Combination treatment of neuropathic pain: Danish expert recommendations based on a Delphi process
Authors Holbech JV, Jung A, Jonsson T, Wanning M, Bredahl C, Bach FW
Received 27 March 2017
Accepted for publication 22 May 2017
Published 26 June 2017 Volume 2017:10 Pages 1467—1475
Checked for plagiarism Yes
Review by Single-blind
Peer reviewers approved by Dr Lucy Goodman
Peer reviewer comments 3
Editor who approved publication: Dr Michael Schatman
Jakob Vormstrup Holbech,1 Anne Jung,2 Torsten Jonsson,3 Mette Wanning,4 Claus Bredahl,5 Flemming W Bach6
1Department of Neurology, Odense University Hospital, Odense, 2Medicinsk Fælles Ambulatorium, Holbaek Hospital, 3Aleris-Hamlet Hospitaler Ringsted, 4The Private Pain Clinic, Herlev, 5Clinic Acute Orthopedic Surgical Anesthesia Section, Aalborg Universitetshospital, Aalborg, 6Department of Neurology, Aarhus University Hospital, Aarhus, Denmark
Background: Current Danish treatment algorithms for pharmacological treatment of neuropathic pain (NeP) are tricyclic antidepressants (TCA), gabapentin and pregabalin as first-line treatment for the most common NeP conditions. Many patients have insufficient pain relief on monotherapy, but combination therapy had not been included in guidelines until recently. Based on clinical empiricism and scientific evidence, a Delphi consensus process provided a consolidated guidance on pharmacological combination treatment of NeP.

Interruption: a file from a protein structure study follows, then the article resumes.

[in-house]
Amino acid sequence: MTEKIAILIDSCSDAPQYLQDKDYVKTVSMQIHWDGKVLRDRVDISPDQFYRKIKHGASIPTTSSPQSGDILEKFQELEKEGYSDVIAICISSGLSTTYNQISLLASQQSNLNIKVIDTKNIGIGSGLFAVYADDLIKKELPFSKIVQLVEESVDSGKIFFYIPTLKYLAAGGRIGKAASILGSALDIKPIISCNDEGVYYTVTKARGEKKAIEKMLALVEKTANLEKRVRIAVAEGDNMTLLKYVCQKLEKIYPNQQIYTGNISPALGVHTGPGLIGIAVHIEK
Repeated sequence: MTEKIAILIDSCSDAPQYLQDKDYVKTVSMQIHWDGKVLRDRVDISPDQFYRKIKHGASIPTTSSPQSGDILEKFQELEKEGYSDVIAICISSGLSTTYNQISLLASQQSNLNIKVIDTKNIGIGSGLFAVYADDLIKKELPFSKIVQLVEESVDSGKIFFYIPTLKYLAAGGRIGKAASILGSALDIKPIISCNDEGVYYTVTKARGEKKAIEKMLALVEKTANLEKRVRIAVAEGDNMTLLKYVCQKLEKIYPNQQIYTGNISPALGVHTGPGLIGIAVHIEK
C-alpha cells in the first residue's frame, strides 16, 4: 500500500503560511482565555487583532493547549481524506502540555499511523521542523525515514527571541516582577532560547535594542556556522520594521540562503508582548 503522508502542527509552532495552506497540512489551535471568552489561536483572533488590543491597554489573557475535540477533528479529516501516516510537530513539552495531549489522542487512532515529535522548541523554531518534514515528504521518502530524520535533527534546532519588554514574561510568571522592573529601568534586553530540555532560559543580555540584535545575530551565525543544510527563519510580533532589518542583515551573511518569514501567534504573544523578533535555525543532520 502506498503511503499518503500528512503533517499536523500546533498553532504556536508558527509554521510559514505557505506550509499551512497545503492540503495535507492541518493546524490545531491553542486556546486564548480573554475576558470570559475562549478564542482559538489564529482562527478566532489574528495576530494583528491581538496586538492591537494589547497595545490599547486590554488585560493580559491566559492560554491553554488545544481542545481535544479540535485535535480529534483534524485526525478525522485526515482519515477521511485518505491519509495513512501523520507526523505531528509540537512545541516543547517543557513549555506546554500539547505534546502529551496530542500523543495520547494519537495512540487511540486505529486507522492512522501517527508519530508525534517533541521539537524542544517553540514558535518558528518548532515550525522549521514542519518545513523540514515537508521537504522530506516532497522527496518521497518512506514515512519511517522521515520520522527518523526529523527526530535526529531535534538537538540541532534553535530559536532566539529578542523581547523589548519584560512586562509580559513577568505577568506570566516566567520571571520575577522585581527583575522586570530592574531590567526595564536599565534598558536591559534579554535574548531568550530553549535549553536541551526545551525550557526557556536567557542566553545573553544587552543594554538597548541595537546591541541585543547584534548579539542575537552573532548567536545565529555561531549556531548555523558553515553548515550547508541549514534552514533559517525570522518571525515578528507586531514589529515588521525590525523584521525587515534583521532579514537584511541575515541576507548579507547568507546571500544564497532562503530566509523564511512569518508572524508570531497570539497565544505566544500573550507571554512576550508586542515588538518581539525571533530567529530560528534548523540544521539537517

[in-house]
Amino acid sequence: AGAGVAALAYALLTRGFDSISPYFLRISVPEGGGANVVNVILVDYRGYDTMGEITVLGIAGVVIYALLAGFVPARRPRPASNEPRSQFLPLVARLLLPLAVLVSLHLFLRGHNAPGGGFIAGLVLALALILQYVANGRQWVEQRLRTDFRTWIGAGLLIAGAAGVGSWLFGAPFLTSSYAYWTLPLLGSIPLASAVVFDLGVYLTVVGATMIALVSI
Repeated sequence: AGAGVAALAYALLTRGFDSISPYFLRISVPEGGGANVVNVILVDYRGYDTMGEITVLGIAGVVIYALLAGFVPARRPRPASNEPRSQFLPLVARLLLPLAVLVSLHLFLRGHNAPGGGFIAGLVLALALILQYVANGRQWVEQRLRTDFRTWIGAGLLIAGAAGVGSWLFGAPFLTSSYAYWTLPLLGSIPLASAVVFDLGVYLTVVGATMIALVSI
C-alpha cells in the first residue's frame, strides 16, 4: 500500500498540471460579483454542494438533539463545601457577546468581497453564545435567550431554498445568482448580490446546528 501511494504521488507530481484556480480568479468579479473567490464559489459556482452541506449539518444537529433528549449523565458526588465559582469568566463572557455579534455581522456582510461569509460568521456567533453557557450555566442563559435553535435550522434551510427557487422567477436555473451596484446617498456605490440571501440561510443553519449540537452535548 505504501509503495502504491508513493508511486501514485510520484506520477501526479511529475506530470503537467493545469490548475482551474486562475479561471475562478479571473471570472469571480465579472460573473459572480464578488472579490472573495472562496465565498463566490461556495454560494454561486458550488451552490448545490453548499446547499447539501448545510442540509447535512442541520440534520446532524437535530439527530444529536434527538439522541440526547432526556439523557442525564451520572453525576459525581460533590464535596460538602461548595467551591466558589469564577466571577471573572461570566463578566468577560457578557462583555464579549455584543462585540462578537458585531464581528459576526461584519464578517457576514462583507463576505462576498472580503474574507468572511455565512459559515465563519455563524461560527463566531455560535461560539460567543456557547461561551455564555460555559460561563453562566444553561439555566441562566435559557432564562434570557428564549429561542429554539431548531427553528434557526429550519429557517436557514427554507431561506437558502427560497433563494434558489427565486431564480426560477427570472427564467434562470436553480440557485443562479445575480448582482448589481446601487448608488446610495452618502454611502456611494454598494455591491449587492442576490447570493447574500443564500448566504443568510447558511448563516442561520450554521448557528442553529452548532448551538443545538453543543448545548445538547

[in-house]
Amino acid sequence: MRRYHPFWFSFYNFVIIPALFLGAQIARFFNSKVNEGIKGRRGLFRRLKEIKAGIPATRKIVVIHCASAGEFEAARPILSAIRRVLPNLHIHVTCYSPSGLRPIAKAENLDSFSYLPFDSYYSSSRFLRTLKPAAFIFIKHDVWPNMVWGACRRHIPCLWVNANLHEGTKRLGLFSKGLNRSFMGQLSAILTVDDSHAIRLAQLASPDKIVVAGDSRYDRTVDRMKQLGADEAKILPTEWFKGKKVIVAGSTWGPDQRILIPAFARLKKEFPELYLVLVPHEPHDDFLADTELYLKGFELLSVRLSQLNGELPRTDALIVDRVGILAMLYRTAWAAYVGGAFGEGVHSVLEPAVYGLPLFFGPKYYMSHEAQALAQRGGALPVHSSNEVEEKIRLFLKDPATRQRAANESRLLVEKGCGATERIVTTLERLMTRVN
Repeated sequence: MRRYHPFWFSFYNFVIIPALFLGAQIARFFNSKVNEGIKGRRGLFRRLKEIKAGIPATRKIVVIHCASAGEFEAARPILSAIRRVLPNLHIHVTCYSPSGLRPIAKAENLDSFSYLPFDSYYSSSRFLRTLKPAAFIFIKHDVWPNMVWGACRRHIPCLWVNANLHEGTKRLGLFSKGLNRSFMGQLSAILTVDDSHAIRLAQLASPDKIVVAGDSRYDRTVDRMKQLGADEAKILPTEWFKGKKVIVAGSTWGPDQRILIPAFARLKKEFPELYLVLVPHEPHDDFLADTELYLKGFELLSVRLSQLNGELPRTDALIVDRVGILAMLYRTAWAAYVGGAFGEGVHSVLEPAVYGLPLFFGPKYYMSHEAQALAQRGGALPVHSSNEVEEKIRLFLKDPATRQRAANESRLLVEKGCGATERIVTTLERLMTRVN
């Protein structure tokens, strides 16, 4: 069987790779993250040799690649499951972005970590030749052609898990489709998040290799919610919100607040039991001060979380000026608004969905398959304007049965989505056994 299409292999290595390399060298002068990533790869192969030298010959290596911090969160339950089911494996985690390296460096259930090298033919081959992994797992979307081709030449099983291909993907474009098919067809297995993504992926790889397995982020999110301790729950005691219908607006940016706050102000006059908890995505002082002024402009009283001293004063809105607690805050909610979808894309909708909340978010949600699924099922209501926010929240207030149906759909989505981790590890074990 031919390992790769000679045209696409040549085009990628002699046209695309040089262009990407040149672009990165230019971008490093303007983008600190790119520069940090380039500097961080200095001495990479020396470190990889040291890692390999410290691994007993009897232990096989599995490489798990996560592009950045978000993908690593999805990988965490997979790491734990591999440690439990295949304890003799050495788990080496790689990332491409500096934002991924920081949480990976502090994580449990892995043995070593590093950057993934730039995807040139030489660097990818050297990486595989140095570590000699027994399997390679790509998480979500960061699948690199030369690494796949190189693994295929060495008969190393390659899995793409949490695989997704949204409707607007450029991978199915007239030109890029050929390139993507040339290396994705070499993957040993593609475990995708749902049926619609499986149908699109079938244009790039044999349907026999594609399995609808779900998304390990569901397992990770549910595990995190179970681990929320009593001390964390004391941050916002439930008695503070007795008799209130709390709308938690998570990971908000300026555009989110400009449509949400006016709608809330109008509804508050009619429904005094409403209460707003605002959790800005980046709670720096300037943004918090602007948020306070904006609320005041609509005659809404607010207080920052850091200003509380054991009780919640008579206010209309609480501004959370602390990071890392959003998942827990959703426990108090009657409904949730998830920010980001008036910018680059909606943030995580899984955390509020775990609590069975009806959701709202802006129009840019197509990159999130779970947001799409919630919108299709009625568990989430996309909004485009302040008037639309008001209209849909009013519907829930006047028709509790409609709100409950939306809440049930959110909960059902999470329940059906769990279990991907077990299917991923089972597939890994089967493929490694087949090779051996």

Methods: A two-round virtual internet-based Delphi process with 6 Danish pain specialists was undertaken. In the first round, questions were answered individually and anonymously, whereas in the second round, the panel openly discussed first round’s summary of outcomes. Combinations of pharmacological pain treatments, that is, pregabalin/gabapentin, TCAs, serotonin-norepinephrine reuptake inhibitors (SNRIs), selective serotonin reuptake inhibitors, opioids, other antiepileptics and cutaneous patches, were assessed based on both scientific and clinical practice experiences. The Centers for Disease Control and Prevention (CDC) grading system was used for evidence rating.
Results: Combination of pregabalin/gabapentin with TCA is useful in patients who do not gain sufficient pain relief or tolerate either drug in high doses, or to improve sleep disturbance. Also, combination of pregabalin/gabapentin and SNRIs is reasonably well documented and experienced by some experts to result in sufficient pain relief and fewer side effects than monotherapy. Good evidence on efficacy was found for the combination of pregabalin/gabapentin or TCAs and opioids, which was also frequently used in clinical practice. The evidence for combining TCAs and SNRIs is insufficient, although sometimes used in clinical practice despite the risk of serotonin syndrome. For localized NeP, combination therapy with cutaneous patches should be considered. There was insufficient scientific evidence for any pharmacologic combination therapies with selective serotonin reuptake inhibitors – as well as for other potential combinations.
Conclusions: The study revealed that combination therapy is widely used in clinical practice and supported by some scientific evidence. However, further studies are needed.
Keywords: neuropathic pain, combination therapy, Delphi panel, recommendations, CDC grading system, clinical practice
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